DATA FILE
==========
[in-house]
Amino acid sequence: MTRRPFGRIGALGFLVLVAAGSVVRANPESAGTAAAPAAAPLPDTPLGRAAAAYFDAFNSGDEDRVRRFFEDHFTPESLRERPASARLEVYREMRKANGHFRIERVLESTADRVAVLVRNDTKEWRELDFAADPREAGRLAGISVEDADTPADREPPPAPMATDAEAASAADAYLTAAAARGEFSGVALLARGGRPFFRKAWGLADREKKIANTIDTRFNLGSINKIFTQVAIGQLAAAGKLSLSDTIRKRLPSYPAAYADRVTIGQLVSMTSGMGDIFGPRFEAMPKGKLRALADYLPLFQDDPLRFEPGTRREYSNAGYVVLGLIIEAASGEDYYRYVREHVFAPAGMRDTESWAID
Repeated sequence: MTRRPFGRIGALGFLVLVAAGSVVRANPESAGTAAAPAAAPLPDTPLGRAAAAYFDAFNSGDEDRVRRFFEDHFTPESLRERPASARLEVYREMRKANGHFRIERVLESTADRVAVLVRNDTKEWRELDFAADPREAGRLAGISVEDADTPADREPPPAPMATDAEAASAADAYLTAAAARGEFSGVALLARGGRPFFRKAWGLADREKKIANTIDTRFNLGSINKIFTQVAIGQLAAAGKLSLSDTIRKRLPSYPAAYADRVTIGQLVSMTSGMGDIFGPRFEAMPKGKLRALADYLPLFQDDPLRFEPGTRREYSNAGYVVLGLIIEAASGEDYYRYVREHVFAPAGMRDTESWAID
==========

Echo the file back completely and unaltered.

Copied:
[in-house]
Amino acid sequence: MTRRPFGRIGALGFLVLVAAGSVVRANPESAGTAAAPAAAPLPDTPLGRAAAAYFDAFNSGDEDRVRRFFEDHFTPESLRERPASARLEVYREMRKANGHFRIERVLESTADRVAVLVRNDTKEWRELDFAADPREAGRLAGISVEDADTPADREPPPAPMATDAEAASAADAYLTAAAARGEFSGVALLARGGRPFFRKAWGLADREKKIANTIDTRFNLGSINKIFTQVAIGQLAAAGKLSLSDTIRKRLPSYPAAYADRVTIGQLVSMTSGMGDIFGPRFEAMPKGKLRALADYLPLFQDDPLRFEPGTRREYSNAGYVVLGLIIEAASGEDYYRYVREHVFAPAGMRDTESWAID
Repeated sequence: MTRRPFGRIGALGFLVLVAAGSVVRANPESAGTAAAPAAAPLPDTPLGRAAAAYFDAFNSGDEDRVRRFFEDHFTPESLRERPASARLEVYREMRKANGHFRIERVLESTADRVAVLVRNDTKEWRELDFAADPREAGRLAGISVEDADTPADREPPPAPMATDAEAASAADAYLTAAAARGEFSGVALLARGGRPFFRKAWGLADREKKIANTIDTRFNLGSINKIFTQVAIGQLAAAGKLSLSDTIRKRLPSYPAAYADRVTIGQLVSMTSGMGDIFGPRFEAMPKGKLRALADYLPLFQDDPLRFEPGTRREYSNAGYVVLGLIIEAASGEDYYRYVREHVFAPAGMRDTESWAID